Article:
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September 2002

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Using Weaselfilter Against Email Attachments

By Michael W. Cocke © September 2002

Some Notes on Using Weaselfilter More Effectively

An increasingly common spam tactic is to send an attachment with a blank email message (one that has no text in the body of the email). These attachments are often web pages or Windows executable programs. Maybe the spammers think that an empty text body makes it harder to filter against. But there is a way to filter based on the content of attachments, if you know how.

At the time the mail filter is executing, the mail server doesn't understand anything about attachments; the server is just dealing with a text stream. So assuming you are using Peter Moylan's Weasel SMTP/Pop3 server or Zeryx's Zxmail, you can use David Hough's Weaselfilter to filter on the contents of that stream.

First, you will need a base 64 encoder / decoder utility (often called MIME encoding). There are many available, including one that can be run right here on my utils web page:

Second, you choose the string you want to filter on. (See samples below.) It's better to use a long string rather than a short one to reduce the chance of a false match. (See Technical Note at end.) I recommend at least 25-30 characters.

Third, you MIME encode the string you want to filter on. Remove the trailing equal signs, which are just appended by the MIME format to pad the length out to the nearest 4-byte boundary. This gives you the search string to set as a bodyfilter in Weaselfilter.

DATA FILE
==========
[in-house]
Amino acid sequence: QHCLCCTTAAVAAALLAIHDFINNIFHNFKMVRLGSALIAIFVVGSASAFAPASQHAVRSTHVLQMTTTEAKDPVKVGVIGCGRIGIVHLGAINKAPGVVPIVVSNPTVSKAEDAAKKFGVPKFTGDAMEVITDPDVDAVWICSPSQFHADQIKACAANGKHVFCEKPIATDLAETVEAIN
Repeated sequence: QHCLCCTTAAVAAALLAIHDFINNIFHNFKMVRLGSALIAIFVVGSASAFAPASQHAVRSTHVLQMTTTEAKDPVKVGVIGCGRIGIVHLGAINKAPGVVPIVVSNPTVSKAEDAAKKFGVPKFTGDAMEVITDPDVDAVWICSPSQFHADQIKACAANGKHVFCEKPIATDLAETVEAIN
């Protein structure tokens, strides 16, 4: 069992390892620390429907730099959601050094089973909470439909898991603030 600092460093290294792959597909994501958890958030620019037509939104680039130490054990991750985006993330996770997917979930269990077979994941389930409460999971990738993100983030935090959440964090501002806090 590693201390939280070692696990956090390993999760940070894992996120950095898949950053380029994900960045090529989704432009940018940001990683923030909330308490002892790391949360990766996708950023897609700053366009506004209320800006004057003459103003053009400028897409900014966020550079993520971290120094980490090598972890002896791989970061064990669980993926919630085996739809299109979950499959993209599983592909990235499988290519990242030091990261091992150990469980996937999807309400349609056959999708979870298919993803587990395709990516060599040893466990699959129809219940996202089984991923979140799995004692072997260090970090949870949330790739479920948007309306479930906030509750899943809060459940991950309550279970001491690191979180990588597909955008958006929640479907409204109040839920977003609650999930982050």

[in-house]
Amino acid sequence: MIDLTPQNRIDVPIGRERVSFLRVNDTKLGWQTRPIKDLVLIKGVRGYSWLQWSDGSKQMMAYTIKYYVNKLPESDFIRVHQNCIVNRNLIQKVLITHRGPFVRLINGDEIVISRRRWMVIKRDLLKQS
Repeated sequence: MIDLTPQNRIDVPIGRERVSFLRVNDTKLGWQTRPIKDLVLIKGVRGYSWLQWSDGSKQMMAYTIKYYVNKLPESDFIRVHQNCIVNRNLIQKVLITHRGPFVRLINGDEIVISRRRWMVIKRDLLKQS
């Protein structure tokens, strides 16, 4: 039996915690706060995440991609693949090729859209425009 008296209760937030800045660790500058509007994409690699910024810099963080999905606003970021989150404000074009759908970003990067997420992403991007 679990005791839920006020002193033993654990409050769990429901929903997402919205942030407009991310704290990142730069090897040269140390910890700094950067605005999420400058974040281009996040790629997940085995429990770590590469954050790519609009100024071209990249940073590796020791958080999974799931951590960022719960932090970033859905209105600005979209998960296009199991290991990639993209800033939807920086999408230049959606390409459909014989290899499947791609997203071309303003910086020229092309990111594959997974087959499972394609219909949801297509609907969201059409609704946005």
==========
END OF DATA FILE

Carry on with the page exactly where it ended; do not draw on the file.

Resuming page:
Here are several sample strings you might want to use, followed by the corresponding MIME translation (in green color) to give the search string. (If your browser wraps some of these to more than one line each, just ignore the wrap.) The first three are from web pages; the last two are common in Windows executables.

to receive special offers from Hi-Speed Media or one of it's marketing partners

dG8gcmVjZWl2ZSBzcGVjaWFsIG9mZmVycyBmcm9tIApIaS1TcGVlZCBNZWR pYSBvciBvbmUgb2YgaXQncyBtYXJrZXRpbmcgcGFydG5lcnM



<A HREF="">


This program cannot be run in DOS mode


This program must be run under Win32


The WeaselFilter docs cover the basics but don't go into more advanced areas, so unless you know how a pop server works, you probably wouldn't stumble onto this trick. With this simple technique, you can improve the effectiveness of Weaselfilter and block more of the spammer's art. And as a side benefit, this method can also be used to trap viruses coming in as executable attachments.

Technical Note:

Weaselfilter compares the search string to the text stream on a case-insensitive basis. However, MIME-encoding is a case-sensitive process. Two different initial strings can produce encoded search strings that differ only in the cases of some of the characters. If the initial string is short, then the corresponding MIME encoding is also short. Change a case here and there, then decode the result, and you get a short initial string that might actually be found elsewhere in the text stream. On the other hand, a long initial string gives a long search string. Change one or more cases in that and decode the result and you most likely have a long string of gibberish for the initial string. And while it's certinaly not impossible to find gibberish in a web page, it's far less likely to be an exact match and so trigger the filter.


Weasel Filter -
Weasel SMTP/Pop3 server -
Zxmail SMTP/Pop3 server -
Base64 Mime encoder/decoder -
Mike's Notebook -

Mike's Notebook web site contains an assortment of frequently updated articles and tips for OS/2 users.

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